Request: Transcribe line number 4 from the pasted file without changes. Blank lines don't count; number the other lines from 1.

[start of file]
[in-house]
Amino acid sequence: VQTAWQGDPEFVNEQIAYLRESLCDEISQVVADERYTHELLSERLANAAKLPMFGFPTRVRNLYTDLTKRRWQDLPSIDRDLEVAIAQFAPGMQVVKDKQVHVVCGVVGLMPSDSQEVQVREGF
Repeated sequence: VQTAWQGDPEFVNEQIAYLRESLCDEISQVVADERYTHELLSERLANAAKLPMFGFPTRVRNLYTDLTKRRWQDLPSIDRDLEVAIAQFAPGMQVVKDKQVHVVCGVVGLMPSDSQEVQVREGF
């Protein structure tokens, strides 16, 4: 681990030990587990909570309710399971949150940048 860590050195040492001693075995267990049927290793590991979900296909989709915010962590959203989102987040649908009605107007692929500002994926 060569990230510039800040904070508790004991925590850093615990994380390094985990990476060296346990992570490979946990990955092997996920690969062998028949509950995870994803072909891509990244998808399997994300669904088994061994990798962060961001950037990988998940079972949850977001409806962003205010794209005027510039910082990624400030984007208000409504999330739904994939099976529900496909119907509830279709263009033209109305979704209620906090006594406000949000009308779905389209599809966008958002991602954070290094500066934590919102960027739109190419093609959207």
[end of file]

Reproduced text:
């Protein structure tokens, strides 16, 4: 681990030990587990909570309710399971949150940048 860590050195040492001693075995267990049927290793590991979900296909989709915010962590959203989102987040649908009605107007692929500002994926 060569990230510039800040904070508790004991925590850093615990994380390094985990990476060296346990992570490979946990990955092997996920690969062998028949509950995870994803072909891509990244998808399997994300669904088994061994990798962060961001950037990988998940079972949850977001409806962003205010794209005027510039910082990624400030984007208000409504999330739904994939099976529900496909119907509830279709263009033209109305979704209620906090006594406000949000009308779905389209599809966008958002991602954070290094500066934590919102960027739109190419093609959207």